Thursday, January 19


This study doesn't seem all that remarkable, other than the fact that a mental capacity previously thought to belong only to primates has been found in owls. But the lead is a cliche worth highlighting again:

"Owls just got a little wiser: Scientists say they've detected a link between sight and sound in the bird's brain, a phenomenon previously reported only in primates. This finding, published in the Jan. 19 issue of the journal Nature, also advances knowledge about how the brain is able to sort out incoming sensory information."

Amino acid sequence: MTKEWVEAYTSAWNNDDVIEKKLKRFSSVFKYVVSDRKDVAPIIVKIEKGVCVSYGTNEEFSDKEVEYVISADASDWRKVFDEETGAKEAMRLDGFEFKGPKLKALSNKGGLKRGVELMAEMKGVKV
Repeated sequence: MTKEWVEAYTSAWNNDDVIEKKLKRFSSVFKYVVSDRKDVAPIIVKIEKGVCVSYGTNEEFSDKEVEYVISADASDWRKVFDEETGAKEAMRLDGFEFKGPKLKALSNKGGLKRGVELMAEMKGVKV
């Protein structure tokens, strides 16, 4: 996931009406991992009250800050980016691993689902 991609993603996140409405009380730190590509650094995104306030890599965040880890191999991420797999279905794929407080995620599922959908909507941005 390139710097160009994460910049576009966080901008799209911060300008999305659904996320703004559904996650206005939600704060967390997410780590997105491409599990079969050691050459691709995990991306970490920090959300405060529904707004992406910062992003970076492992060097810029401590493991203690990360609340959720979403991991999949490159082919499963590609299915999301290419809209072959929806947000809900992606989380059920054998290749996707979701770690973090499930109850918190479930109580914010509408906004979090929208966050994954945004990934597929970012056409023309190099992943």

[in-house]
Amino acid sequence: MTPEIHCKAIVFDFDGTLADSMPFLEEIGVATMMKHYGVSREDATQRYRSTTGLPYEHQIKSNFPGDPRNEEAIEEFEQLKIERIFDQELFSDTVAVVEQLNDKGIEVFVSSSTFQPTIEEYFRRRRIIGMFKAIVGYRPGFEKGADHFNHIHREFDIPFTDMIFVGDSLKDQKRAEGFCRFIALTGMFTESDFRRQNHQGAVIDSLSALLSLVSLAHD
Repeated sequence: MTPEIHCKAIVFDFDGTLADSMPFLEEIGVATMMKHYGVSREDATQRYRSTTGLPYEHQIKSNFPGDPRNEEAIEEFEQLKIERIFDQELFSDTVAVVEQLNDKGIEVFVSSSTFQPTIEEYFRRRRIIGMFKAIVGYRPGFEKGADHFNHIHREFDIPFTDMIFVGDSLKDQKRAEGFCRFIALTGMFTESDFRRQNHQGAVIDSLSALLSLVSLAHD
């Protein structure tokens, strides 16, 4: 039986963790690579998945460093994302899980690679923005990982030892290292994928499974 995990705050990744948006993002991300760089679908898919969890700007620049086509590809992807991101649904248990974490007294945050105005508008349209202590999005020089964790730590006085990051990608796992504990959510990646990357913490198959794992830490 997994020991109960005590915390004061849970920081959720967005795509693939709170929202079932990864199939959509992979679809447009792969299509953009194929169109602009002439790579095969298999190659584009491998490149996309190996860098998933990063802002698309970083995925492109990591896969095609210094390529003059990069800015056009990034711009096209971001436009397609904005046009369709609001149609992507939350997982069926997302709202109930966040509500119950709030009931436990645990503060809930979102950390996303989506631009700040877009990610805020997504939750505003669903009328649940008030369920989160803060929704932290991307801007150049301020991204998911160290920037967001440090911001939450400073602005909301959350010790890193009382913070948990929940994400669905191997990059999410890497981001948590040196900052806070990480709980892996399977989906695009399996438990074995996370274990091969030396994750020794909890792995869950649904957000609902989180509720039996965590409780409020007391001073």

The opening sentence is (hopefully) meant to be tongue-in-cheek, but it's the standard opening for just about every story like this, the "joke" being that animals we're observing "get wiser" upon our discovery of their innate intelligence. I wonder how many of the writers who use this trope are aware of how this "joke" actually resonates with humans' standard conception of animals - that they're some alternate type of being from us, halfway between subject and object. Since our say-so is what determines reality, in one sense owls don't have this capacity until a supreme, all-knowing human says so. What would Heisenberg say?

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